Combining Study in the Synagogue with Diverse Community Experiences

Written by Behrman House Staff, 02 of June, 2015
Flipped Learning—Experiment Free in the Online Learning Center
What if You Flipped Your Staff Meetings?

By Teri Rube Hochberg

I’m a big advocate of flipped learning.

Since my visit to the ISTE conference three years ago, where I studied with experts in flipping, we’ve been using the model at Park Synagogue. It’s perfect for the Jewish supplementary school.

At Park Synagogue we teach the beliefs, practices, and values of Conservative Judaism through a unique, community-minded curriculum utilizing synagogue and local resources as well as the latest in technology and global Jewish trends. 

Instead of showing movies or videos in school and using up valuable class time, families attend a movie we recommend at a movie theater (for example, “Exodus” recently) or a museum exhibit (for example, a shtetl photographic exhibit at the Jewish Federation of Cleveland), or watch videos at home (for example, ISRAEL21C’S award-winning video on using barn owls for pest control), then the children come to class for reflection and discussion and to extract the values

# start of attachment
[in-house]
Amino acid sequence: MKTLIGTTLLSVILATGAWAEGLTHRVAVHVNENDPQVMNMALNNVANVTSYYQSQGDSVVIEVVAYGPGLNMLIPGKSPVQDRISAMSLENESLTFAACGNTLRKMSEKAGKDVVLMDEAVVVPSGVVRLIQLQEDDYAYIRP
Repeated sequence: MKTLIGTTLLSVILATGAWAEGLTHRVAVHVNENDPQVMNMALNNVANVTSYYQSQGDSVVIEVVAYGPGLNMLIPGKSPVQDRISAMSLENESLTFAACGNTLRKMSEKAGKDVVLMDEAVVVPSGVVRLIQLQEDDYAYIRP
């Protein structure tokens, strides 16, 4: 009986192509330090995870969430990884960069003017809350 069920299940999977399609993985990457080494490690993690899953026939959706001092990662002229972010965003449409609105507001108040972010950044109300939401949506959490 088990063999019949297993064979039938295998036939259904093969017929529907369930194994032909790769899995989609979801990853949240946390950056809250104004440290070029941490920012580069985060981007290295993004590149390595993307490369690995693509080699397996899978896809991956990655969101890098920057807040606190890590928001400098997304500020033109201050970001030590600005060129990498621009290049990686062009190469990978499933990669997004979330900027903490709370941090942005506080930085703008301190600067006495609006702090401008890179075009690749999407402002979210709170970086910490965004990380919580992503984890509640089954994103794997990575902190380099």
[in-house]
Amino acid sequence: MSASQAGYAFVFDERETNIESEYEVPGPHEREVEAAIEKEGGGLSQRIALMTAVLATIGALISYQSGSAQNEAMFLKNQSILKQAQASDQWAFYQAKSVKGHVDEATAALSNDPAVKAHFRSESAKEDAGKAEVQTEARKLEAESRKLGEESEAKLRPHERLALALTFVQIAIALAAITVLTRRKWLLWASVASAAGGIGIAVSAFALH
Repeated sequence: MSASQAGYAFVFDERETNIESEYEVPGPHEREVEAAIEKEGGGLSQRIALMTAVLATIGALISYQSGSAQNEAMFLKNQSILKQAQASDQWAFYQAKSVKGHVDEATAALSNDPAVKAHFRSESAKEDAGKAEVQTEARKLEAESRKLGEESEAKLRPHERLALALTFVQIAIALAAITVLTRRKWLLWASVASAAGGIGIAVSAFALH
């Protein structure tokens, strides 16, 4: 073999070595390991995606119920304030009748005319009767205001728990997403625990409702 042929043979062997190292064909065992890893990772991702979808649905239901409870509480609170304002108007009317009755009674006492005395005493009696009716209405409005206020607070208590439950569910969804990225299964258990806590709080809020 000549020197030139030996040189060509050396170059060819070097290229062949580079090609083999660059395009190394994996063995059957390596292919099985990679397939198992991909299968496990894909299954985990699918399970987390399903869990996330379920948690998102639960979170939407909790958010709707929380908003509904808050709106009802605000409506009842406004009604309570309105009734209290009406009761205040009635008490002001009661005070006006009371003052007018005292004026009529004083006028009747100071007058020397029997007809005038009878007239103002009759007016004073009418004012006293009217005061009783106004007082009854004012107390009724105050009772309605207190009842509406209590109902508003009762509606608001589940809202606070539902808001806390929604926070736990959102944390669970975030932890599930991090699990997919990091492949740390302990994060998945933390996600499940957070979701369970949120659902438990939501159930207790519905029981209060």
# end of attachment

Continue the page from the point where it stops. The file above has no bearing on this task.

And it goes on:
Each month we study a new unit. So the shtetl photo exhibit, “The Way We Looked: Photographs of Shtetl Life from the Petersburg Judaica Archives in St. Petersburg, Russia,” was part of a unit called “Past and Present.” In another unit, entitled “Beyond Borders,” we used the barn owls in the video as a metaphor for peace. Barn owls do not respect borders, so when the Israeli barn owls were being killed by pesticides in Jordan, Israelis gave the Jordanian farmers materials for nesting boxes. The owls that fly back and forth between the two countries are a symbol of the hope that cooperating to save the environment will promote peace. Families were so interested in this unit that many even went to the Natural History Museum to see barn owls in the flesh.

It works fantastically! We use the model in our 7th-9th grade classes and have found that 80-85% do the visit (the “work”) in advance. The parents write me letters telling me how much they love the program. They insist that we offer it each year; this program has become more popular than the Sunday morning program for the same age group.

Often whole families attend class. It is such a joy to see even grand-parents and aunts and uncles working through our lesson plans and making meaning of their in-person cultural experiences.

For us it’s a perfect use of asynchronous learning: families choose their movie, art exhibit, YouTube video, or museum day when it suits them. The preparation saves class time for meaning-making. It’s flipped learning PLUS: these are real Jewish encounters for the whole family, and they deeply value the richness of the experience.

Teri Rube Hochberg is Education Director at Park Synagogue, Pepper Pike, OH.  Teri can be reached at

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